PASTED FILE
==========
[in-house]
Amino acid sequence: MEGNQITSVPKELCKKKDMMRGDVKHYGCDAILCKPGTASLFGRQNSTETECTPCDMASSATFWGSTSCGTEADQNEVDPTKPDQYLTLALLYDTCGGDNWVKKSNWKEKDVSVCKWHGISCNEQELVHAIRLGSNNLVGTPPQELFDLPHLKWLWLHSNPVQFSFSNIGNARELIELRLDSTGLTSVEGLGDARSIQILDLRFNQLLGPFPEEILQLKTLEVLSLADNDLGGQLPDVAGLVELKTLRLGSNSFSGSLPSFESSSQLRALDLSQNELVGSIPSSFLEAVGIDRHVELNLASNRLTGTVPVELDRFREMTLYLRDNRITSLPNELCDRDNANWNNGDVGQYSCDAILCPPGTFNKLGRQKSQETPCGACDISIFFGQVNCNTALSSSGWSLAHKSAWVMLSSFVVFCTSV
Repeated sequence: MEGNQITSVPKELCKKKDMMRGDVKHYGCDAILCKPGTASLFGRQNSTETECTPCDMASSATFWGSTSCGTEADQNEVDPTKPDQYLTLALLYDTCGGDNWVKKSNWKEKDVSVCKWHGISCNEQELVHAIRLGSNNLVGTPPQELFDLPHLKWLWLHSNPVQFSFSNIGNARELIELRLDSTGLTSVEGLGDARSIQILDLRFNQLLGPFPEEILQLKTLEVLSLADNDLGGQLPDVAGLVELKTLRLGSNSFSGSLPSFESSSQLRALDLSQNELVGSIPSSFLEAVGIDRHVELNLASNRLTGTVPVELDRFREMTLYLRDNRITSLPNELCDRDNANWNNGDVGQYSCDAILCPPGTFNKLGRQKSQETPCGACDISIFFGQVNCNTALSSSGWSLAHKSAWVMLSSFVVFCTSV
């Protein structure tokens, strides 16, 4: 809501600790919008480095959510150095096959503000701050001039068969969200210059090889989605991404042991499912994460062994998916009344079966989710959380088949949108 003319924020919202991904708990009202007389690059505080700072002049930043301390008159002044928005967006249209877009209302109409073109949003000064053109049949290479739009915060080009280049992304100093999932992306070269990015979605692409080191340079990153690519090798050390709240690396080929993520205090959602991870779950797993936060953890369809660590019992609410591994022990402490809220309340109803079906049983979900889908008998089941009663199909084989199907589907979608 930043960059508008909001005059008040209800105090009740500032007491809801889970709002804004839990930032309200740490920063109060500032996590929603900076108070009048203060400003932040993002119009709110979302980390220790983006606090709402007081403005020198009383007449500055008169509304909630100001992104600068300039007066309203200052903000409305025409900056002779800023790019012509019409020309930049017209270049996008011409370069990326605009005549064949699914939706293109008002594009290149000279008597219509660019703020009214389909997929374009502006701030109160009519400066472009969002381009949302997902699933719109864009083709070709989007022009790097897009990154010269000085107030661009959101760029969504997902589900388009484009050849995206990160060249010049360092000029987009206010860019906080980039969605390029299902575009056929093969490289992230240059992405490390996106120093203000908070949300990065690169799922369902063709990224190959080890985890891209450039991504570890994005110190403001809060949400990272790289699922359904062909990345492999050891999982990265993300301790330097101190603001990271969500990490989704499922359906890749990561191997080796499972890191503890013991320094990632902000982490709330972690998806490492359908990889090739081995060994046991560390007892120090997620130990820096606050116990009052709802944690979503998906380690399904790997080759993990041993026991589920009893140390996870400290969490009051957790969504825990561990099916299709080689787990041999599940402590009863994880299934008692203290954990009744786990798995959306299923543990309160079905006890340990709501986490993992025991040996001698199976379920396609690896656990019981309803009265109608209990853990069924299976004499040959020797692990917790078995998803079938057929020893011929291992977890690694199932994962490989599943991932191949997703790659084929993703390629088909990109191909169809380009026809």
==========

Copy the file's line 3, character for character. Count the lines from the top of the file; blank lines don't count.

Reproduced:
Repeated sequence: MEGNQITSVPKELCKKKDMMRGDVKHYGCDAILCKPGTASLFGRQNSTETECTPCDMASSATFWGSTSCGTEADQNEVDPTKPDQYLTLALLYDTCGGDNWVKKSNWKEKDVSVCKWHGISCNEQELVHAIRLGSNNLVGTPPQELFDLPHLKWLWLHSNPVQFSFSNIGNARELIELRLDSTGLTSVEGLGDARSIQILDLRFNQLLGPFPEEILQLKTLEVLSLADNDLGGQLPDVAGLVELKTLRLGSNSFSGSLPSFESSSQLRALDLSQNELVGSIPSSFLEAVGIDRHVELNLASNRLTGTVPVELDRFREMTLYLRDNRITSLPNELCDRDNANWNNGDVGQYSCDAILCPPGTFNKLGRQKSQETPCGACDISIFFGQVNCNTALSSSGWSLAHKSAWVMLSSFVVFCTSV